This article is dedicated to all the men out there who enjoy taking short trips or extended stays in exotic locations with plans to date and play with the local women. Most of you who touch ground in Latin America go to the same countries: Brazil, Colombia, and Argentina. It’s no surprise given those countries’ populations resemble the more accepted international standards of beauty, which is to say European or white.
I won’t argue with your preferences in beauty. I’m going to argue that choosing your destination based on the entire population’s average beauty is flawed logic. You aren’t going to lay the whole country, and you can find beautiful girls anywhere. That’s why a shrewd traveler will base his decision on other criteria, and the wisest will choose Lima.
1. Peruvian food is the best in Latin America
Choosing your destination country based on the beauty of the women, in my opinion, is folly. You will end up with Brazil or Colombia. And in those countries, how many women are you going to be intimate with? If you’re not resorting to working girls, chances are no more than a handful, if not just one.
But what you will do every day is EAT. You’ll eat a a few times every day and cover a wide variety of the national cuisine. So if anything in a country should be judged by quality and variety, it’s food.
Peruvian cuisine is the new rage in American restaurant trends. Peru won the 2012 and 2013 World Travel Awards for best culinary destination. Read more about ceviche, causa, ají de gallina, lomo saltado, and more in Peruvian Food: The Best in Latin America.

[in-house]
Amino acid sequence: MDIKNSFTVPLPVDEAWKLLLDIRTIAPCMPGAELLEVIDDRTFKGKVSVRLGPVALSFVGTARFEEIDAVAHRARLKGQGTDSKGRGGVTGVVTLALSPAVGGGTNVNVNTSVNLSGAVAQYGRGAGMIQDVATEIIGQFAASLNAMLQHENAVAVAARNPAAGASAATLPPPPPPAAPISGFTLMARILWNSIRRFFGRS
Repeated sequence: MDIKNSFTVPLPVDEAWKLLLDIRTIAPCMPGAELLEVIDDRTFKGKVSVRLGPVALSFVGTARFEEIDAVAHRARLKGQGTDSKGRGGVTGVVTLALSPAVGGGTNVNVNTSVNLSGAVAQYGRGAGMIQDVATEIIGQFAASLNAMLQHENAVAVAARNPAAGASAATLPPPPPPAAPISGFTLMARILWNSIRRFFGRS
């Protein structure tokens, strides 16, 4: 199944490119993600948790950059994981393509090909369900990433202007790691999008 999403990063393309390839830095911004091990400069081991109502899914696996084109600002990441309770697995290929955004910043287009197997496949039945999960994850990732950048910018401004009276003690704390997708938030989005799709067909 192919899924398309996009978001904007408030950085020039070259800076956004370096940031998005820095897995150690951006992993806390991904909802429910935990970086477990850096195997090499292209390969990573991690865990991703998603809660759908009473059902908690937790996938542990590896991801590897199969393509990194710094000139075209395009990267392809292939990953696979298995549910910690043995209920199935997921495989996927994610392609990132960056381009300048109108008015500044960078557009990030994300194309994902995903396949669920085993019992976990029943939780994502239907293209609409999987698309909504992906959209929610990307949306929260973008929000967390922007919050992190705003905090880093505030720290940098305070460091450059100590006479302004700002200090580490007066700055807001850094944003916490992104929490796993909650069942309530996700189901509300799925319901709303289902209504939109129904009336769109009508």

Ignore the importance of food at your own peril. Take it from me, I lived in Colombia for three years (see Colombian Food: Worst of the Worst).
2. It never rains in Lima
It never rains, but there is ‘garúa’, Limeños’ nickname for the clouds that blanket the city for eight months every year. Another nickname for Lima is ‘La Gris‘, or The Gray One.
But no umbrella. No worrying about getting caught in the rain on your bike or on a long walk. It never rains.
3. There is surfing in Lima
The best surfing in Peru is found in the northern beaches, but there is a vibrant surfing scene along the coast of Lima. There are surfing schools, board rentals, and surfers catching waves every day. If you’re a seasoned veteran or a wannabe who harbors dreams of learning, the Pacific Ocean waves crashing against the Lima coast are big enough to surf.
4. Lima is a capital city of 8 million
Lima’s economic and career opportunities rival those of Bogota, Santiago, Rio de Janeiro, and Buenos Aires. The Economist and IMF have called Peru the best economic performer of the region, largely due to business-friendly government policies which aren’t adhered to everywhere in Latin America (Venezuela and Argentina).